This exhibition is the result of a February 2020 conversation between University Libraries and Student Disability Resources seeking to enhance cross-campus collaboration in building awareness and providing support to the Penn State community. Shortly after that meeting, in response to COVID-19 and transitioning to a remote work environment, a physical exhibition to recognize the 30th Anniversary of the ADA became impossible. This virtual exhibition is curated by a team from Penn State University Libraries and features digitized archival collection materials largely from the Eberly Family Special Collections Library to highlight the University community’s awareness and efforts towards accessibility.

In June 1920, US President Woodrow Wilson signed the “Smith Fess Act” (also known as the Civilian Vocational Rehabilitation Act) which expanded vocational rehabilitation opportunities and services to include, in addition to World War I Veterans, all Americans with disabilities. In the 70 years following the Smith Fess Act, a multitude of legislative actions were adopted that
focused on recognition of the civil and employment rights of those with disabilities. The passage of The Americans with Disabilities Act (ADA) in 1990 criminalized discrimination against individuals with disabilities in all areas of public life, including jobs, schools, transportation, and all public and private places that are open to the general public. The ADA is a civil rights law intended to ensure that people with disabilities have the same rights and opportunities as any other individual. The civil rights protections of the ADA for individuals with disabilities are similar to those provided to individuals on the basis of race, color, sex, national origin, age, and religion. Learn more about ADA here.

This exhibition invites viewers to simultaneously reflect on the legacy of disenfranchisement and marginalization in the US toward individuals based upon “ability” that encouraged attitudes
and bias supportive of exclusion and denial of opportunities with historical and present advocacy and activism to shift environments, cultures, and climates to prioritize the needs and
rights of individuals with any disability. The hope is that individuals and researchers can utilize these sources, thematically organized to reflect historical national context as Origins of Advocacy (1920-1969), Activism and Seeking Equality (1970-1989), The First 30 Years of the ADA (1990-1999), ADA in the 21st Century (2000-2010) and ADA Now (2011-2020), to foster and sustain discourse on diversity, equity, and inclusion as it relates to individuals with different visible and invisible abilities.

Highlights of the exhibition include virtual representations of varied documents and works such as former Penn State President John W. Oswald’s correspondence and reports related to activism response and legislative compliance; Office of Physical Plant and Office of Residence Life images, maps and records of assessment and mitigation of physical accessibility barriers on campus; relevant Daily Collegian articles; photographs from United Steel Workers Association (USWA); children’s drawings from the papers of Dale Harris (Department of Psychology 1959- 1978); and records of Association for Barrier-free Living, Environment and Design (ABLED), a student organization focused on the needs of students with disabilities at Penn State, in addition to sources focused on other distinctive individuals, initiatives, and resources.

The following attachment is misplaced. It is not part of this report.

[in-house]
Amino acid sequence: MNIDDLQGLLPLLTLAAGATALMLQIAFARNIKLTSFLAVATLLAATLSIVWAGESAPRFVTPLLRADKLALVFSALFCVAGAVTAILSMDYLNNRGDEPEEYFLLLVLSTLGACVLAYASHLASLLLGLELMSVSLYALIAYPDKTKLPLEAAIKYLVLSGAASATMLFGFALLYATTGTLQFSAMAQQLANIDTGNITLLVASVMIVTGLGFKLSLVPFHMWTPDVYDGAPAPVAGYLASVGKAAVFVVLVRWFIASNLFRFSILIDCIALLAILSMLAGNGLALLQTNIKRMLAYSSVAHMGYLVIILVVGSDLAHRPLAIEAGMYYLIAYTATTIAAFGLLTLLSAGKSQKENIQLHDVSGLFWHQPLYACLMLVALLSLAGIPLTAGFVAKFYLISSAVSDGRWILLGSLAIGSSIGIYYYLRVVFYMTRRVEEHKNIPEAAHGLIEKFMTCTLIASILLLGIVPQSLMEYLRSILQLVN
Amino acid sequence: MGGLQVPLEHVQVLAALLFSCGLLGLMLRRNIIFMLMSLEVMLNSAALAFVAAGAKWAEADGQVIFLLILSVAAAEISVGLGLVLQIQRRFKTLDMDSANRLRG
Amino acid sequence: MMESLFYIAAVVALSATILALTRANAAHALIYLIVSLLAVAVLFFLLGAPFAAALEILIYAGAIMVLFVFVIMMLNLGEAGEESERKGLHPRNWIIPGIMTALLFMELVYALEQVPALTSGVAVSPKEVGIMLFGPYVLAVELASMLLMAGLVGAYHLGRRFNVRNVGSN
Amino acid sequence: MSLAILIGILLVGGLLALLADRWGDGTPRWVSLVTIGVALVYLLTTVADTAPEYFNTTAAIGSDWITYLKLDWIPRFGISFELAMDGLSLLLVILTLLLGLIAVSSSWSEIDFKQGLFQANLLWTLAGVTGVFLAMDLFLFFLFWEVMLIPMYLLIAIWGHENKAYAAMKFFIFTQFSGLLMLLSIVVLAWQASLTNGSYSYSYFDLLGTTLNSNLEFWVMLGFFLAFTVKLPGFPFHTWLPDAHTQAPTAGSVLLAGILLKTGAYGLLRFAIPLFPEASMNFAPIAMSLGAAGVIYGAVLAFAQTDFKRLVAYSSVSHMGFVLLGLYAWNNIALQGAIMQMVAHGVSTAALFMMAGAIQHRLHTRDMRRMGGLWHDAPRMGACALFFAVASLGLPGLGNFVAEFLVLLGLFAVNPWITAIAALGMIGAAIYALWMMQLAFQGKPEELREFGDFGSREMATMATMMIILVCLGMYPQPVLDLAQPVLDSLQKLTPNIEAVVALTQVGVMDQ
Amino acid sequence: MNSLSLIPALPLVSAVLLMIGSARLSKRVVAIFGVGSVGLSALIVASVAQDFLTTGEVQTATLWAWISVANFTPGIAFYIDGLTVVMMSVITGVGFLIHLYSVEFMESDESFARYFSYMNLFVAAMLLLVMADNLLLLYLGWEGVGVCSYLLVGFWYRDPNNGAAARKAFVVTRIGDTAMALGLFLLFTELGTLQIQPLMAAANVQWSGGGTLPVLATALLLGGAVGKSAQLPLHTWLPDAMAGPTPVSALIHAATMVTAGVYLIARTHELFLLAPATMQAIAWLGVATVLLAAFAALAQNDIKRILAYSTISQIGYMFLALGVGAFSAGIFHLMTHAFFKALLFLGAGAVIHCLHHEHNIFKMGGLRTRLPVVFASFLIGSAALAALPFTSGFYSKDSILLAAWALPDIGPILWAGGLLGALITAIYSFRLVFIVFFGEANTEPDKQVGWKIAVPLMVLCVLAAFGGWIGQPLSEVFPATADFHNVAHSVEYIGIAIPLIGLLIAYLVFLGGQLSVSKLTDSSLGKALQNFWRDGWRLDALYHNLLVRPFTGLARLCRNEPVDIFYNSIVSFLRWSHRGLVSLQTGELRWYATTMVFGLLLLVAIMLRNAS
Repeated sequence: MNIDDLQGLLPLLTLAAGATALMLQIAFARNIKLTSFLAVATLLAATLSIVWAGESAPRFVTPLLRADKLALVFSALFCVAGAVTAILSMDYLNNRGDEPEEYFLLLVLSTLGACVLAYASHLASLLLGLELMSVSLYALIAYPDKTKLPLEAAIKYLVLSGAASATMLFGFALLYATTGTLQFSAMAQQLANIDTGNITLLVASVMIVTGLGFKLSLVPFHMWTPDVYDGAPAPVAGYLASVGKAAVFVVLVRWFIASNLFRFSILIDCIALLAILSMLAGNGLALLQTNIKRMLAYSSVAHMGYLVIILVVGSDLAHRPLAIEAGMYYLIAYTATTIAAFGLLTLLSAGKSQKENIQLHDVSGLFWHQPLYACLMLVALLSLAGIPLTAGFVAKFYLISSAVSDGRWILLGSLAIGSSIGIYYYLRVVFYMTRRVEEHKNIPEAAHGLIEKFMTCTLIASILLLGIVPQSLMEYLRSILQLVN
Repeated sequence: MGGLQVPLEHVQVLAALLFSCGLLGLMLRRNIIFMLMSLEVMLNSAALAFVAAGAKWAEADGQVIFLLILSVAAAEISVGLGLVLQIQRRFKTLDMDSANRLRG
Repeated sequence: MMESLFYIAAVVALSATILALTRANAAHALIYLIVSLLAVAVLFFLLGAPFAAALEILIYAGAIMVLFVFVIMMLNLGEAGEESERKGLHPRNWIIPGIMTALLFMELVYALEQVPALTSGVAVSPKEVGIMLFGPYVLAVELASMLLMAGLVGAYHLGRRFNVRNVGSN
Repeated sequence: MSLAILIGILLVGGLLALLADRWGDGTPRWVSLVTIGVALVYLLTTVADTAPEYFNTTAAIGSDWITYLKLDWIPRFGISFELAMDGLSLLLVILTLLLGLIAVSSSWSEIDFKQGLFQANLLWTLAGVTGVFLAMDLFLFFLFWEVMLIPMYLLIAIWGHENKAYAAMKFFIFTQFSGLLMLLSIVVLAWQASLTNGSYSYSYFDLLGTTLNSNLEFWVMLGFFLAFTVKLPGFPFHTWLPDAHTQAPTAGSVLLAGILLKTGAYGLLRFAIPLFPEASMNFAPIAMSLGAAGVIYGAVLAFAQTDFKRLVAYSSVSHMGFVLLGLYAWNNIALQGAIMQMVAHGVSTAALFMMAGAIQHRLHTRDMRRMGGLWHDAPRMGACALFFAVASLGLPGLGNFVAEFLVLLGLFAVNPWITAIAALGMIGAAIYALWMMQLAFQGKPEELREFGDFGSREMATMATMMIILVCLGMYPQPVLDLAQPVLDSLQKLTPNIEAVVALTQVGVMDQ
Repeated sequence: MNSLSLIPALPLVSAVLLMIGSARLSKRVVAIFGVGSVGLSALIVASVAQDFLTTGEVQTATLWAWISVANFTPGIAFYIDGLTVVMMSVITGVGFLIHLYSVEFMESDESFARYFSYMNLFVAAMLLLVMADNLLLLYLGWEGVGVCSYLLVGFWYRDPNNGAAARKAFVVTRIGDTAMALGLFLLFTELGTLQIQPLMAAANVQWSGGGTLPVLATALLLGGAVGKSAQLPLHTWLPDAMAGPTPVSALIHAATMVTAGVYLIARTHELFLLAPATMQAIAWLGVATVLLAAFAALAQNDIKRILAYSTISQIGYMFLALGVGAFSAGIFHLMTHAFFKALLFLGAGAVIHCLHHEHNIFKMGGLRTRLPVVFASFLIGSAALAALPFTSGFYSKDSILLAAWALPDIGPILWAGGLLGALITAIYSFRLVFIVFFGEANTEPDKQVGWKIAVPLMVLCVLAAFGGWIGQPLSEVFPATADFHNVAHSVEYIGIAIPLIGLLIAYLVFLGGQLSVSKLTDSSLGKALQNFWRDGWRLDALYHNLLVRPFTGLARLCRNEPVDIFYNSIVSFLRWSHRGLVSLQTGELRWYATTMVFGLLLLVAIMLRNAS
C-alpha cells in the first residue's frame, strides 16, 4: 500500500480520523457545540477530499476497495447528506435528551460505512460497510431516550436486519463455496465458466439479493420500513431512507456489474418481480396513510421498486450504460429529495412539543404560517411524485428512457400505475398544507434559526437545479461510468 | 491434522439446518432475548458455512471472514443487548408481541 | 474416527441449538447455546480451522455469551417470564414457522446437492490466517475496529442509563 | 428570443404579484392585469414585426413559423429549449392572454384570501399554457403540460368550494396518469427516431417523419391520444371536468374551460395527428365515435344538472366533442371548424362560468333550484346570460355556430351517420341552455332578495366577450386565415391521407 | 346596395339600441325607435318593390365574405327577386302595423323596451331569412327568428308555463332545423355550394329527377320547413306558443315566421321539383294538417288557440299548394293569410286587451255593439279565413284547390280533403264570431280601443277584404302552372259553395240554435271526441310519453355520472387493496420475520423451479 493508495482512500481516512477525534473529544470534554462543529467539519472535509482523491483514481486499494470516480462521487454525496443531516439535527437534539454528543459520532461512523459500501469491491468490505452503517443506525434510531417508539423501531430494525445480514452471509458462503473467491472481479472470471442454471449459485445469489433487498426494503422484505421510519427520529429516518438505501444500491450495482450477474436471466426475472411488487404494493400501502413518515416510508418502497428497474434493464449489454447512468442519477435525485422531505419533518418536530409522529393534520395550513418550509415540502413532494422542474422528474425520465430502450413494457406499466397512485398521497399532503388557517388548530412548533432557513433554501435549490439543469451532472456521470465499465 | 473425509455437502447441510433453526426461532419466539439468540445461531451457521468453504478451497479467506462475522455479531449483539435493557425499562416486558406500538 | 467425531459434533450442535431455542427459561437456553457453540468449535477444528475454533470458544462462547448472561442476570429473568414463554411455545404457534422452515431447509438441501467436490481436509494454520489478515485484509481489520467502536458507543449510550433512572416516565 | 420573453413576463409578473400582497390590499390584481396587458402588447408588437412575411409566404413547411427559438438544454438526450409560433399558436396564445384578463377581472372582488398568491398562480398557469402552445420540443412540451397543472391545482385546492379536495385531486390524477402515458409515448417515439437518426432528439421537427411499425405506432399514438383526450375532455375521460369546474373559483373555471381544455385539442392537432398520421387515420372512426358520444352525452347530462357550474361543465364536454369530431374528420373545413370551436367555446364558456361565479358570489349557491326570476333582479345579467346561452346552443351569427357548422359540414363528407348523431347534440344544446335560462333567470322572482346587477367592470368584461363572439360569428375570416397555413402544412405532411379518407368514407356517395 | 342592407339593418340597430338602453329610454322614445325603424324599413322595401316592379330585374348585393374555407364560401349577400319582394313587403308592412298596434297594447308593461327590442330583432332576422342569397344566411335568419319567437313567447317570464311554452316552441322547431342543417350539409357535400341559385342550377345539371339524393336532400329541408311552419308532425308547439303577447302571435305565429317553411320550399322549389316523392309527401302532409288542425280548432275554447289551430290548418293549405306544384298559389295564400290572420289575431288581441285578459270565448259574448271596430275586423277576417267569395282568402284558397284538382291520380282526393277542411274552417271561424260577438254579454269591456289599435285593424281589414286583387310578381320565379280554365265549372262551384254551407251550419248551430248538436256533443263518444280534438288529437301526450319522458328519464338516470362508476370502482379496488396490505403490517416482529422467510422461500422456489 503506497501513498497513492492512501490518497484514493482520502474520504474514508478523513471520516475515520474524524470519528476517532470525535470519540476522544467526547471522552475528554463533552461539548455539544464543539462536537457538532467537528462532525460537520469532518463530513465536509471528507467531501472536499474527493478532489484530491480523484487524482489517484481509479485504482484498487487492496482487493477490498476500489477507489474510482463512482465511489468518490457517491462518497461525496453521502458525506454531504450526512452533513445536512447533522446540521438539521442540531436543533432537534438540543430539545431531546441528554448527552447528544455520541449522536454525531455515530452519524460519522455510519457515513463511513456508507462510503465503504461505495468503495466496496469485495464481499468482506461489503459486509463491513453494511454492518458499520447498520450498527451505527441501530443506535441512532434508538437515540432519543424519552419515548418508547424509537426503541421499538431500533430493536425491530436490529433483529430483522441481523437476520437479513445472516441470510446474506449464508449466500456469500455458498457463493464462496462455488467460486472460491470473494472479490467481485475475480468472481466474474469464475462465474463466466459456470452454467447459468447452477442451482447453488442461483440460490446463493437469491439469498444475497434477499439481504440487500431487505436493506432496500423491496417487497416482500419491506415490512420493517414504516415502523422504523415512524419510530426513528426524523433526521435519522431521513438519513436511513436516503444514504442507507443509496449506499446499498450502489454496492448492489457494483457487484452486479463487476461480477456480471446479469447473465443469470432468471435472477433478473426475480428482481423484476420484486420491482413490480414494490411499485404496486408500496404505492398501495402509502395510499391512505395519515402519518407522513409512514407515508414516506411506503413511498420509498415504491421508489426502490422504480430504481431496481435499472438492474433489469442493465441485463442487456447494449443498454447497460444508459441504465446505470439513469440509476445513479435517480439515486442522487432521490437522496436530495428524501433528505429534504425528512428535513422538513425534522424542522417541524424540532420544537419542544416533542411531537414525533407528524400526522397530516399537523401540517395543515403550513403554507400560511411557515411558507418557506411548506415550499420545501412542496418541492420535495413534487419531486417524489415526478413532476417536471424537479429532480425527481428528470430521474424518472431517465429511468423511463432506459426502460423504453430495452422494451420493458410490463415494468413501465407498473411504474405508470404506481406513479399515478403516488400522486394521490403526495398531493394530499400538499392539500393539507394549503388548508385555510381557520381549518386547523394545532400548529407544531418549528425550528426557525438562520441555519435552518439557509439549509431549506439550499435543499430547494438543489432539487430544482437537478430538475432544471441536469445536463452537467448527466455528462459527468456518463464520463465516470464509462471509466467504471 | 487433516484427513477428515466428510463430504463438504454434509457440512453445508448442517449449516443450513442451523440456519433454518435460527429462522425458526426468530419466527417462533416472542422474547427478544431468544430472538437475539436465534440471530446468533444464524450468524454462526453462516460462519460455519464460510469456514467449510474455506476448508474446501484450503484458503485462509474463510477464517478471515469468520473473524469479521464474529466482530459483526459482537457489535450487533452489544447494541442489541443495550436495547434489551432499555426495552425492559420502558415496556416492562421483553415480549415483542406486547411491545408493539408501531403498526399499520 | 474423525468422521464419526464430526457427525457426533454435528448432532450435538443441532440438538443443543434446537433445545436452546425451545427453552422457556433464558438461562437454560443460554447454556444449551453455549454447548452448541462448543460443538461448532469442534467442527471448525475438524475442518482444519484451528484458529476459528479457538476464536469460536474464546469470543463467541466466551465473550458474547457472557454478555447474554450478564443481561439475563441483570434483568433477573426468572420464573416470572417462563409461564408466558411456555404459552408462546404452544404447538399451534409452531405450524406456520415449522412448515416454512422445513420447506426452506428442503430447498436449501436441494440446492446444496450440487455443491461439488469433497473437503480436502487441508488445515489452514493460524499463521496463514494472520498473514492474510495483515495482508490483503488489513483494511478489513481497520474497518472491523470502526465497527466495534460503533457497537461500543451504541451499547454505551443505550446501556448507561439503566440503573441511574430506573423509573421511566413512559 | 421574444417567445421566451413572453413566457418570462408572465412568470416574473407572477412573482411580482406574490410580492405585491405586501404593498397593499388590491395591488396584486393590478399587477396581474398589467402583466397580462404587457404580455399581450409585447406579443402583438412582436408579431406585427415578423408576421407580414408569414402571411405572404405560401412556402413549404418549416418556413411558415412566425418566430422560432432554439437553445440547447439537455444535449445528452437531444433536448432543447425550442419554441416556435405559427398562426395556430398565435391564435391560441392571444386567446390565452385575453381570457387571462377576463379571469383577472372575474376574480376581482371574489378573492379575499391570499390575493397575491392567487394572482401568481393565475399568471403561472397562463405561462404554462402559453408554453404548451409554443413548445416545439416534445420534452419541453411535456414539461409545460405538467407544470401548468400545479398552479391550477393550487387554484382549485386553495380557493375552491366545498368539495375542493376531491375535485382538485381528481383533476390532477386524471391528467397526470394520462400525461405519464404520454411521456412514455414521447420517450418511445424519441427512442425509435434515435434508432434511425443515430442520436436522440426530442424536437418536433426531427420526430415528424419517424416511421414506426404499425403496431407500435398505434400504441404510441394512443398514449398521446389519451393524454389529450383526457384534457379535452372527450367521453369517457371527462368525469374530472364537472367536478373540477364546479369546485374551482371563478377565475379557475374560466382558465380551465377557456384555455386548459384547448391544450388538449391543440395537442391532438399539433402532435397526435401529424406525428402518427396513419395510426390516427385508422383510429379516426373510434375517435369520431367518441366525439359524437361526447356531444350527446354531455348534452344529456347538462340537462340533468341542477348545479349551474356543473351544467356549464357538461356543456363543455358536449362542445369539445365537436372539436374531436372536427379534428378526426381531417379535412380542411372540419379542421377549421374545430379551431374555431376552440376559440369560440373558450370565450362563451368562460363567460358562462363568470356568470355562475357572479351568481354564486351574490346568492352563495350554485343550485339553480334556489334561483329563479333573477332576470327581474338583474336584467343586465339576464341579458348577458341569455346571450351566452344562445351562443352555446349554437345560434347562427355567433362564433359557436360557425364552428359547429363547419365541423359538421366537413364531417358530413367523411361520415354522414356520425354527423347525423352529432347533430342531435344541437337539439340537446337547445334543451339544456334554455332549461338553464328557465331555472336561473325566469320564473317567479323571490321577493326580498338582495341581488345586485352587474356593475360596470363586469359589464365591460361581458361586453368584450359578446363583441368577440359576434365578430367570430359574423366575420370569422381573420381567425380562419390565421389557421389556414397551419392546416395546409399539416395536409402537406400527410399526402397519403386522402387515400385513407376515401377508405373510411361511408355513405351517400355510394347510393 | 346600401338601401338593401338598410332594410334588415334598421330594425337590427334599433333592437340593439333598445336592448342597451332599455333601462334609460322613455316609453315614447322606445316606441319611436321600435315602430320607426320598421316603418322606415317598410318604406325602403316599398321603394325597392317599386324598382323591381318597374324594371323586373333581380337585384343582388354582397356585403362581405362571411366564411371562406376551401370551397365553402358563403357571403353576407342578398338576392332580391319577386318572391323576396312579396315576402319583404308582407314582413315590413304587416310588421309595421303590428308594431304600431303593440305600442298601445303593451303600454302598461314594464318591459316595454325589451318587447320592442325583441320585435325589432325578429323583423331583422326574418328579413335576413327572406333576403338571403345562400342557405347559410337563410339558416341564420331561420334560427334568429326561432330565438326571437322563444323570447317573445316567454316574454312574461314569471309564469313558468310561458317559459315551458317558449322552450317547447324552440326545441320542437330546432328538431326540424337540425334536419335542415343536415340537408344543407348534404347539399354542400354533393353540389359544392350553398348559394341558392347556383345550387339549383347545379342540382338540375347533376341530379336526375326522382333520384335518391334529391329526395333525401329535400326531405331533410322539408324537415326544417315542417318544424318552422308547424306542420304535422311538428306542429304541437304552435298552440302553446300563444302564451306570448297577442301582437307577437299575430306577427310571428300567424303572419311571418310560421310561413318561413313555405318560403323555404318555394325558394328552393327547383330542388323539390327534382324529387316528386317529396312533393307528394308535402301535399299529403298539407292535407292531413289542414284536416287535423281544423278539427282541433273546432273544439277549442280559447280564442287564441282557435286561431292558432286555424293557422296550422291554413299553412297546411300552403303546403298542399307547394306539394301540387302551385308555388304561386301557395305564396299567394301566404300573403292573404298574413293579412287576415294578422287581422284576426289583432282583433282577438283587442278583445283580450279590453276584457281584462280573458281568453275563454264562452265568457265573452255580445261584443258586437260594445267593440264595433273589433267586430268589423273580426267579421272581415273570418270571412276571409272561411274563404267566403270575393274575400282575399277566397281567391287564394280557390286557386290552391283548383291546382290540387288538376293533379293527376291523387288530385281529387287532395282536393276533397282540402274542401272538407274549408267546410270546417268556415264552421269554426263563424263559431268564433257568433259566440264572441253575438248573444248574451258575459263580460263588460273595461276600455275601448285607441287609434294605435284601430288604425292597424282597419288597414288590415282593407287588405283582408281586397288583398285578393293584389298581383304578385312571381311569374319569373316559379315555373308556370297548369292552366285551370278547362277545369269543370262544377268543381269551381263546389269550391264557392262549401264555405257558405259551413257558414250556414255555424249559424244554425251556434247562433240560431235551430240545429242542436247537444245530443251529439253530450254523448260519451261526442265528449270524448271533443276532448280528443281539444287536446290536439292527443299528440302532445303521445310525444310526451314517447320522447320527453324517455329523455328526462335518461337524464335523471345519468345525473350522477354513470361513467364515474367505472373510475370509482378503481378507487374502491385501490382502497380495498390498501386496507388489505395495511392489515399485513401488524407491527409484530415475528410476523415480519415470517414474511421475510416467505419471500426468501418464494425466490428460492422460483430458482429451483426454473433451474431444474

“Celebrating the ADA: The Legacy and Evolution of Disability Rights & Lived Experience at Penn State” is curated by Racine Amos, Engagement and Equity Librarian, Angel Diaz, University Archivist, and Robyn Dyke, Collection Services Specialist and is open for viewing at sites.psu.edu/celebratingada. For more information, questions, comments or suggestions about this exhibition, please contact Racine Amos at rla5306@psu.edu, Angel Diaz at madiaz@psu.edu or Robyn Dyke at rdd3@psu.edu.

 

Tech Tip: Create strong passwords

By: Ryan Johnson

Using strong passwords is one of the most important ways to keep personal and Penn State information secure. While it might seem daunting to create a password without using easy-to-remember information, relying on a series of words and using memory techniques can help you remember even the most complex passwords.

The following guidelines can help you create strong passwords:

  • Choose a phrase that’s unique and familiar just to you.
  • Make new passwords different from your other passwords.
  • Don’t use words found in the dictionary or personal information like dates, names, and addresses.
  • Combine the first part of each word in a phrase, mixing at least 15 numbers, characters, and letters.
  • For example, “I love to play badminton” could become ILuv2PlayB@dm1nt()n.

 

Here are some things to avoid when creating passwords:

  • Your name, family names, initials
  • Significant dates/numbers
  • Pets
  • Birthdays
  • Hometown
  • Scholl name/mascot

Events: July 27

Summer 2020
Academic calendar information for all campuses is available online.

UPDATE: In light of the University’s March 11 announcement regarding measures to address the COVID-19 pandemic, nonessential events and meetings scheduled at University Libraries locations throughout the spring semester have been canceled, rescheduled or will be offered virtually.